SARS Unmasked: Risk Communication of Pandemics and Influenza in Canada

SARS Unmasked: Risk Communication of Pandemics and Influenza in Canada

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Overview

SARS Unmasked: Risk Communication of Pandemics and Influenza in Canada by Michael G. Tyshenko, Cathy Paterson

"The most powerful aspect of SARS Unmasked is the personal narrative. It's an important book." Robert Brunham, medical director, University of British Columbia Centre for Disease Control

Severe Acute Respiratory Syndrome (SARS) was the first global pandemic of the twenty-first century, spreading within weeks from southern China to over thirty-seven countries around the world. In Canada, intense news media coverage had a profound impact on how the disease was perceived, with front line health care workers - despite their heroic efforts - stigmatized due to their contact with patients.

Given the imminent threat of future global health crises, has the SARS experience helped us learn how to manage pandemics more effectively? In SARS Unmasked, risk communication expert Michael Tyshenko offers answers to this and other questions. Cathy Paterson, a nurse clinician during the Toronto SARS crisis, adds an important view from the front lines. Their analysis reveals an out-of-control situation characterized by mixed risk communication messages, a lack of leadership, and an overwhelmed health care system that was unable to both cope with the crisis in Toronto and provide adequate support for their most valuable employees at the time - health care workers.

SARS Unmasked adds important information to what has already been said about the 2003 crisis, focusing on the human and societal effects of an infectious disease pandemic and providing tangible guidance for future pandemic threats.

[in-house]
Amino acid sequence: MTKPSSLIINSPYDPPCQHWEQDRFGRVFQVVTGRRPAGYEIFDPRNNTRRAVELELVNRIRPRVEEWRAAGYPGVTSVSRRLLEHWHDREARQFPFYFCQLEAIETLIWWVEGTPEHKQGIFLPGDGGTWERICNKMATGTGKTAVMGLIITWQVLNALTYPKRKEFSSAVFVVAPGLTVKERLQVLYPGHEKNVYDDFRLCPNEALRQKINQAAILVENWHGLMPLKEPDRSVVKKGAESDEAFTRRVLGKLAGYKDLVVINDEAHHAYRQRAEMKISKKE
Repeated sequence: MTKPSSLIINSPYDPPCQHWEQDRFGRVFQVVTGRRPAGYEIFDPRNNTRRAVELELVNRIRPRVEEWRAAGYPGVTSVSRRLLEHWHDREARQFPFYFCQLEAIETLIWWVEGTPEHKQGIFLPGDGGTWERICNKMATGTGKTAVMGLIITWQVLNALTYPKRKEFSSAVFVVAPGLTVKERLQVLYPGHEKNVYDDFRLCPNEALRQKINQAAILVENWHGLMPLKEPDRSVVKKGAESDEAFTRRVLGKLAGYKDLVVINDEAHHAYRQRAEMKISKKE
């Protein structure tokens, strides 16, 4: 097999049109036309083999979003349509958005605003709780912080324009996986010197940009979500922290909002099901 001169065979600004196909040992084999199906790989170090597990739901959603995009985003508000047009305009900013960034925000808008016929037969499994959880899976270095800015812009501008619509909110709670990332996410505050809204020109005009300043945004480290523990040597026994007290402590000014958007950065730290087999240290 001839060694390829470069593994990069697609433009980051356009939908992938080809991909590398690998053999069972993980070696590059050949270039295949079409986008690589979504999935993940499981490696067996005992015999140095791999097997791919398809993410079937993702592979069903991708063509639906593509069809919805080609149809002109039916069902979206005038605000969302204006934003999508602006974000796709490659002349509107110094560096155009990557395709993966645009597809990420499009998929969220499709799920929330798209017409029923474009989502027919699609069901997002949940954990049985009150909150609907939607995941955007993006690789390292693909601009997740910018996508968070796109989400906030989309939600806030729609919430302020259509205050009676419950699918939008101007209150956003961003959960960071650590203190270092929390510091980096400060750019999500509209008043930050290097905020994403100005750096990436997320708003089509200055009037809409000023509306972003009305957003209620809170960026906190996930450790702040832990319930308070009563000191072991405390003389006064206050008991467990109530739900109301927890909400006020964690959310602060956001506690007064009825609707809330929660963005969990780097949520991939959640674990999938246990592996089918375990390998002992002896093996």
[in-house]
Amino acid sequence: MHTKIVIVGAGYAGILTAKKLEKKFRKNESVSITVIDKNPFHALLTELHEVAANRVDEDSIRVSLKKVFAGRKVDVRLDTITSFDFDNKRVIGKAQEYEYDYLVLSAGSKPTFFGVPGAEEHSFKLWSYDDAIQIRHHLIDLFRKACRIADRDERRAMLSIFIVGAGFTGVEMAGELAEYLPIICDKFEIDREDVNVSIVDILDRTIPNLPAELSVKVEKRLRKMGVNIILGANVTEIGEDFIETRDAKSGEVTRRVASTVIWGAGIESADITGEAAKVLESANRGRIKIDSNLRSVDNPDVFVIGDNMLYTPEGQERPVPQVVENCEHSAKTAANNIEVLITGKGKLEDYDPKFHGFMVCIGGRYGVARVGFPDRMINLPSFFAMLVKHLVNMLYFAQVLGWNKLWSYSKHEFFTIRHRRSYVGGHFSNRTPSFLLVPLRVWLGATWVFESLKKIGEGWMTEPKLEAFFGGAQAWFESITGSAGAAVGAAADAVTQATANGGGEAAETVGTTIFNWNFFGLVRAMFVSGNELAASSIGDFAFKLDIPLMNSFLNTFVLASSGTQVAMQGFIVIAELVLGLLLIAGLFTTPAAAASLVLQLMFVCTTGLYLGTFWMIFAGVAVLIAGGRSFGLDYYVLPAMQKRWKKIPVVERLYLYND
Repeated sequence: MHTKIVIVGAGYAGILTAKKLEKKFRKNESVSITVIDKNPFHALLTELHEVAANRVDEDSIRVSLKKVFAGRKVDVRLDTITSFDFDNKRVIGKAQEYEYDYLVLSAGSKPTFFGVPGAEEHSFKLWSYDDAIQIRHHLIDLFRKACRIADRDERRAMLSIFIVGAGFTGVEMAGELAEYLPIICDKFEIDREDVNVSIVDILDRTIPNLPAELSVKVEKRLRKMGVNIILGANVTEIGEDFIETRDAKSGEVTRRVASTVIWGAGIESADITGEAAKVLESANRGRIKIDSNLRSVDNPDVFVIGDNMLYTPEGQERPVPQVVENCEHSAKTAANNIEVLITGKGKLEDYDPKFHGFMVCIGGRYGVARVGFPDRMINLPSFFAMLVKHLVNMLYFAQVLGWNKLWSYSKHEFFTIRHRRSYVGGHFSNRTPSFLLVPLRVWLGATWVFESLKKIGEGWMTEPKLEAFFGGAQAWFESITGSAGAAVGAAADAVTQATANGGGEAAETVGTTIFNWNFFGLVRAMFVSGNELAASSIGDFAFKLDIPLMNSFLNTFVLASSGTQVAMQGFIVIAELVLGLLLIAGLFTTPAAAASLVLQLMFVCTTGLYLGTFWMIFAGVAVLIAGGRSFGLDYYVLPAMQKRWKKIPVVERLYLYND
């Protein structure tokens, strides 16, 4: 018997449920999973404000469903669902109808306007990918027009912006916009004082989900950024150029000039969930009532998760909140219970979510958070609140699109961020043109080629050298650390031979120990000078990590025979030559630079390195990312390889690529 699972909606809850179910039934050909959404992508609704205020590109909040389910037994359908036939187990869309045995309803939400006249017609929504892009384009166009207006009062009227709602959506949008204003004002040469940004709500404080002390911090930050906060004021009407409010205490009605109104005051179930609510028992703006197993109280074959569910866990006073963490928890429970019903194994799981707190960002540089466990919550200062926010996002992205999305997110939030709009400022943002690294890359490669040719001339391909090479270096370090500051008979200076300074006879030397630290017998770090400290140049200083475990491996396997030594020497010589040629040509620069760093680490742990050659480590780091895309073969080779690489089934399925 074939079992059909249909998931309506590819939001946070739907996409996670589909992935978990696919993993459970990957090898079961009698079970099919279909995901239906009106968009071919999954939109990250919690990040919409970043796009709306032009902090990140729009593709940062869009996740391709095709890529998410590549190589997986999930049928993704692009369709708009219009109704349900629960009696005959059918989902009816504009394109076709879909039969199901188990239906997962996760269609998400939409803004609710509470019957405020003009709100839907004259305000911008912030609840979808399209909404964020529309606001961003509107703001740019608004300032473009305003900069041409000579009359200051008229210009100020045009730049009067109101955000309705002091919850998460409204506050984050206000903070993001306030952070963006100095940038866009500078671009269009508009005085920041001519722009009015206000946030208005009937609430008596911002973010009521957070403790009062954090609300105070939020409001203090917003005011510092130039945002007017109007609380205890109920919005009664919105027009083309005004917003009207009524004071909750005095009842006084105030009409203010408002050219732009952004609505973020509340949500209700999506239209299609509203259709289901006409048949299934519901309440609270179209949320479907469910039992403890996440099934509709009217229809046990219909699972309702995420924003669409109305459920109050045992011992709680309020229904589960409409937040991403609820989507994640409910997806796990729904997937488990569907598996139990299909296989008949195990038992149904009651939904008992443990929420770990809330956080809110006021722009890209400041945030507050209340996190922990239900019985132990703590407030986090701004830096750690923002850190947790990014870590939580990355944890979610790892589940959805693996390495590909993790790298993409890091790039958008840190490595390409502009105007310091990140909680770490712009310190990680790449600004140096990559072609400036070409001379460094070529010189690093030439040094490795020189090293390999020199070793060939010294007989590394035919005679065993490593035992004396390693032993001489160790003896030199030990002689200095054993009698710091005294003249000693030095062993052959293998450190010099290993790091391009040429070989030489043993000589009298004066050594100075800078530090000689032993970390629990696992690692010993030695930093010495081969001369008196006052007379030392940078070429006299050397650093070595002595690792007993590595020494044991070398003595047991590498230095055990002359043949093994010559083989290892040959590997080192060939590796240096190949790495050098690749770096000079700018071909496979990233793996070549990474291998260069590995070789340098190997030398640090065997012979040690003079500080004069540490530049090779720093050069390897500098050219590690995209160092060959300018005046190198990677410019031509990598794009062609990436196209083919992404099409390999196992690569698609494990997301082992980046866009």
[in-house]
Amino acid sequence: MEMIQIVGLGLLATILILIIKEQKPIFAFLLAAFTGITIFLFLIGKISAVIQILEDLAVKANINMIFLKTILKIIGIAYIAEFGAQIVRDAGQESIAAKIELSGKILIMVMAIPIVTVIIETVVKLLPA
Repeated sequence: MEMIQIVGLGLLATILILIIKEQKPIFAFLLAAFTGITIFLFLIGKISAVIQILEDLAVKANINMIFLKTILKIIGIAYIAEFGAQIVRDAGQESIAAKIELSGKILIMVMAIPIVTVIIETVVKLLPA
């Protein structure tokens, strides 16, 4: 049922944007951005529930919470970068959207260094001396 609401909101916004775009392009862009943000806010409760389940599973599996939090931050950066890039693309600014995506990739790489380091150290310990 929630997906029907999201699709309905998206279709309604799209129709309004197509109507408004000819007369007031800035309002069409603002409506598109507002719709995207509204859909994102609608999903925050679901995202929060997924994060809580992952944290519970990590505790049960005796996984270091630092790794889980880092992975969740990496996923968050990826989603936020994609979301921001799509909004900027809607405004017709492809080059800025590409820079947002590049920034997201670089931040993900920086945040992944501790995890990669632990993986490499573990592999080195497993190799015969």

Product Details

ISBN-13: 9780773536180
Publisher: McGill-Queens University Press
Publication date: 03/19/2010
Series: McGill-Queen's Associated Medical Services Studies in the History of Medicine, H Series
Pages: 451
Product dimensions: 5.90(w) x 8.90(h) x 1.20(d)

About the Author

Michael G. Tyshenko is a McLaughlin Chair in Science Health Policy at the Institute of Population Health, University of Ottawa.

Cathy Paterson is a registered nurse clinician who in 2003 worked at North York General Hospital - the epicentre of the SARS

Table of Contents

Acknowledgments ix

Preface xi

Part 1 SARS in Canada

1 SARS Timeline: What Happened When in Canada 3

2 Emergency Room Culture and Dealing with SARS 41

3 Properties of Coronaviruses and Factors Contributing to SARS Transmission 71

4 The SARS Experience 86

5 The Social Amplification of Risk and SARS as a Risk Issue 121

6 The Stigma of SARS and Its Effect on People and Places 147

7 The Need for Sex- and Gender-Sensitive Supports for Healthcare Workers During Infectious Disease Outbreaks 172

8 SARS Hospitals and Infectious Disease Response 188

9 Public SARS Reports - Recommendations from Expert Panels 210

Part 2 Risk Communication and Pandemic Disease

10 Risk Communication of SARS in Canada 244

11 SARS and Risk Communication in Other Affected Countries 277

12 Avian Influenza 310

13 Emergency Preparedness for Future Pandemics: Lessons from SARS 336

Appendix: SARS Timelines 375

Notes 387

Bibliography 401

Index 441

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